Whether it's a small business that sends a few dozen emails a day or a large Information Technology (IT) department at a Fortune 500 company that runs its digital hub 24/7, for the first time, there are general standards available to help them gauge the environmental impact of their IT operations. The set of 50 metrics and definitions is expected to help global enterprises better understand and measure how the digital aspects of their businesses—like online meetings and cloud storage—impact the environment.
As we increasingly digitize how we work, live, and play, SustainableIT.org, which developed the "SustainableIT Environmental Standards 1.0," hopes that by issuing standards, companies that have not created their own sustainability systems will have a guidebook for reducing the environmental impact of the technologies they use. Rick Pastore, research principal at SustainableIT.org, a nonprofit organization dedicated to advancing global sustainability through technology leadership, says one of the goals is to bring to center stage the link between digital energy consumption and our carbon footprint. The impact of IT on the environment is enormous, he says. Take, for example, the energy required for the creation of a new algorithm: "The power to train one AI algorithm is like a 747 flying back from New York to London eight times," or nearly 16MT (metric tons) of CO2, says Pastore. "It's horrible."
"The continued rapid adoption of technology comes at an increasing cost to the environment and cannot go unchecked," says SustainableIT.org founding director Jedidiah Yueh. "These standards will help IT leaders contain the environmental cost of IT while using technology to drive more sustainable businesses and industries."
Since the SustainableIT guidelines were issued only in the last few months, it's too soon to measure their specific impact. But, Pastore expects that the guide will help companies that haven't yet launched their own sustainability systems understand and learn how to optimize energy consumption, helping them set sustainable development goals (SDGs) while influencing vendors— which increasingly are doing all the cloud hosting.
Global strategic technology firm Capgemini has been working for more than a decade to decrease its carbon footprint. After announcing its commitment publicly in 2021, Andrew Peterson, the company's environmental sustainability leader for the U.S. and a member of its Canada Corporate Social Responsibility team, says Capgemini migrated to a greener external cloud software service system, which allowed it to reduce the number of datacenters it uses from 45 to 18. "Anytime you're migrating systems from an on-premise data center into a more sophisticated cloud system, you're gonna see carbon reduction. So that was a very specific step that we took," Peterson says.
In addition, because its greatest area of energy usage is related to its IT estate, the work to decommission old IT equipment was "very significant," says Peterson. "Through that program, we were able to reduce our net electricity usage by 1.2 gigawatt hours."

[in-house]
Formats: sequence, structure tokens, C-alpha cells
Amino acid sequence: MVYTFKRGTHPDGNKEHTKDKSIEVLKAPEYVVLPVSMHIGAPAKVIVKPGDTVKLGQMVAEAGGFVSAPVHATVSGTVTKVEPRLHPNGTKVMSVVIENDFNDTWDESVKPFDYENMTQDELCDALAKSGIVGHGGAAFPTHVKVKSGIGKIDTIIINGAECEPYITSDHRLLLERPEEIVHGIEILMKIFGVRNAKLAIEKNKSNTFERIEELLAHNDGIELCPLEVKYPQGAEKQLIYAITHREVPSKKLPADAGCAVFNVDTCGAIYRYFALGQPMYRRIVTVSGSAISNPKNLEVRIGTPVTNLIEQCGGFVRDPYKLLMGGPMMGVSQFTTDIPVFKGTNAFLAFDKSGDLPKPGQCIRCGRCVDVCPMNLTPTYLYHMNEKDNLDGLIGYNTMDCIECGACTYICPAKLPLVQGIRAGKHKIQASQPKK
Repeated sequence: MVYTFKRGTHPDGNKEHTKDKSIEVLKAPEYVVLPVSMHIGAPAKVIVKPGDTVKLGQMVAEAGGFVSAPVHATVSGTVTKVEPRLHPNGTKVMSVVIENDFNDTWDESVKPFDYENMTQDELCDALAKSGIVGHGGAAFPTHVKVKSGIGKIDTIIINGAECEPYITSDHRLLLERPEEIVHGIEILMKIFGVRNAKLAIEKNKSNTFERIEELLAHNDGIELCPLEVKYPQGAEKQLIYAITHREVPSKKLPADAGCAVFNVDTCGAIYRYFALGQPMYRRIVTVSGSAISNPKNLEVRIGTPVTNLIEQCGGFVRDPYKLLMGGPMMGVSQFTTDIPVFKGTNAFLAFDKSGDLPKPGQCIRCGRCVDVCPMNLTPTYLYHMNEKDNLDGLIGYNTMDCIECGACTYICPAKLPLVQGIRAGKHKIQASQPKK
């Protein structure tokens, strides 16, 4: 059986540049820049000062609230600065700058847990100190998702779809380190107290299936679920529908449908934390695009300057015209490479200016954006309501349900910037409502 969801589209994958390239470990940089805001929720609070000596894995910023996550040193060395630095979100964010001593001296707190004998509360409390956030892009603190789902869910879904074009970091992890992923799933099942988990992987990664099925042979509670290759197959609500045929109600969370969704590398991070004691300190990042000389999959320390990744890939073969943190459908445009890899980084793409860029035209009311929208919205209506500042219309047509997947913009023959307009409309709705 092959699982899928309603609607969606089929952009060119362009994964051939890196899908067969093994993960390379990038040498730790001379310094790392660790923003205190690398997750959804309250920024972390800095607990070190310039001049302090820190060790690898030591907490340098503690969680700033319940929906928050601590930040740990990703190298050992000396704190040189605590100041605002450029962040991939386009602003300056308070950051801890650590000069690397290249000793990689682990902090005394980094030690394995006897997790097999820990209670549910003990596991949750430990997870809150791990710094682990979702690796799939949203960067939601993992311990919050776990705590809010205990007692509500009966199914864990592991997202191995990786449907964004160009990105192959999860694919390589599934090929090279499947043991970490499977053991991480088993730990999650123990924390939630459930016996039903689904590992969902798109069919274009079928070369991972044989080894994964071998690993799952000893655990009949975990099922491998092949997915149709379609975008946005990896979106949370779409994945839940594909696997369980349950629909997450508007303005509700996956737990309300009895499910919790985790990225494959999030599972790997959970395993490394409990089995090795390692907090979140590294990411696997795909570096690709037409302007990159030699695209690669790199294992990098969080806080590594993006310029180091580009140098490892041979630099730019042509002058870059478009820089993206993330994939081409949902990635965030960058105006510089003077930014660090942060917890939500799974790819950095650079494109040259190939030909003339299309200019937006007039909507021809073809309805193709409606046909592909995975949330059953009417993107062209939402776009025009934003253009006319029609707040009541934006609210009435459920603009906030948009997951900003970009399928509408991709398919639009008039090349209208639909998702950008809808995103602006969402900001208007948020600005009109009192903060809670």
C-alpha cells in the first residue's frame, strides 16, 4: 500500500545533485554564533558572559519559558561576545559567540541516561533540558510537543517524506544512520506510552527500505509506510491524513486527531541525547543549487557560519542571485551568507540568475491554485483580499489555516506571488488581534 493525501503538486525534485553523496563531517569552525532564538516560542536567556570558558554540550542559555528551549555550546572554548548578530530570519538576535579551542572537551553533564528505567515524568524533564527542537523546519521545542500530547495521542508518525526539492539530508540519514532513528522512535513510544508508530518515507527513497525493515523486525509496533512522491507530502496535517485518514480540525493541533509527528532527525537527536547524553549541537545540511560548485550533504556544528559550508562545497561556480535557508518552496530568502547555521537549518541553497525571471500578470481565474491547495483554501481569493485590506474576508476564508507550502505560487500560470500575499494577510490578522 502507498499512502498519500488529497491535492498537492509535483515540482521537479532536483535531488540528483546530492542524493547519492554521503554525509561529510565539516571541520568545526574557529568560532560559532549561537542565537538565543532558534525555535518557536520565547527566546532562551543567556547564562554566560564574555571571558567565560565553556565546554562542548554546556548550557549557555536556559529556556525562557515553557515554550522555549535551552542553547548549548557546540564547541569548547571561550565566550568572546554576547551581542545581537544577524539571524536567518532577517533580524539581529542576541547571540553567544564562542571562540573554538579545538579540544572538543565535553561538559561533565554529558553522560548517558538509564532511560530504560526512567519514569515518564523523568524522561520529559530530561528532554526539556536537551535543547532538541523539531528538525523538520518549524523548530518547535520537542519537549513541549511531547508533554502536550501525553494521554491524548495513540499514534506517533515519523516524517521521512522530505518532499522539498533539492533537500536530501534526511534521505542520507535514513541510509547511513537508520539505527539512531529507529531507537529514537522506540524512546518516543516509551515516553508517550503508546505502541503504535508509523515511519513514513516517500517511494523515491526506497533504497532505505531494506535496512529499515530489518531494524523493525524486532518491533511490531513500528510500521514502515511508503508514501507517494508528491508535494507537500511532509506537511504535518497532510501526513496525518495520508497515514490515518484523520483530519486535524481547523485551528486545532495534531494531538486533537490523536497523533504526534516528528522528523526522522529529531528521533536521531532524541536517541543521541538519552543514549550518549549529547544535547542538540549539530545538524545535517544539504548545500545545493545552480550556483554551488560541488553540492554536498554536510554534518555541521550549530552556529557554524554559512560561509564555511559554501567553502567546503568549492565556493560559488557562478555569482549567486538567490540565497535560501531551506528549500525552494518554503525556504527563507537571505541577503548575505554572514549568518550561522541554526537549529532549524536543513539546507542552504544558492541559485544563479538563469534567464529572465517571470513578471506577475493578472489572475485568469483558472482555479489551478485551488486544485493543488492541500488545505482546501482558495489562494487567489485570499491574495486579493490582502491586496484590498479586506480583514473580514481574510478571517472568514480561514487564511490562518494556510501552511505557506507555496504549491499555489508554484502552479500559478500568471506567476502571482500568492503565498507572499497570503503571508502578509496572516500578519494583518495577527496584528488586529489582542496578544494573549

According to the United Nations (UN) Environment Programme, only 20% of the worlds e-waste — such as old smartphones or computers — gets recycled; the rest goes into landfills. "We're going to make that 80% non-landfill," says Pastore, who explains that the new guidelines aim first to help companies quantify their environmental impact, and then to provide practical solutions for reducing that impact. Setting up partnerships with organizations that repurpose expired hardware is one specific way SustainableITl.org is spearheading change, says Pastore. The organization's latest sustainable IT guide offers ways to do this through IT Asset Disposal (ITAD) companies like HumanIT, which tracks and verifies what it does with donated hardware.
Peterson says the new guidebook will make it easier for companies to focus on IT sustainability "in a meaningful way and, frankly, in an impactful way. Sustainability within the corporate world has evolved differently for different organizations in different industries," says Peterson. While many companies have created comprehensive sustainability plans, Peterson's opinion is that those plans don't specifically address sustainable IT. "Only 18% or so of them actually are specifically addressing the carbon footprint of their IT estate," he says.
"The general hope is that the majority of CIOs in North America and Western Europe will feel a compelling motivation to step forward and get off the sidelines of sustainability … [and shift] into a proactive sustainability driving mode as fast as possible," says Pastore. In other words, do what Schneider Electric has done, suggests Pastore. The French multinational company reports 50% lower CO2 emissions from PCs and a 30% reduction in on-premise energy consumption through its Green IT Program.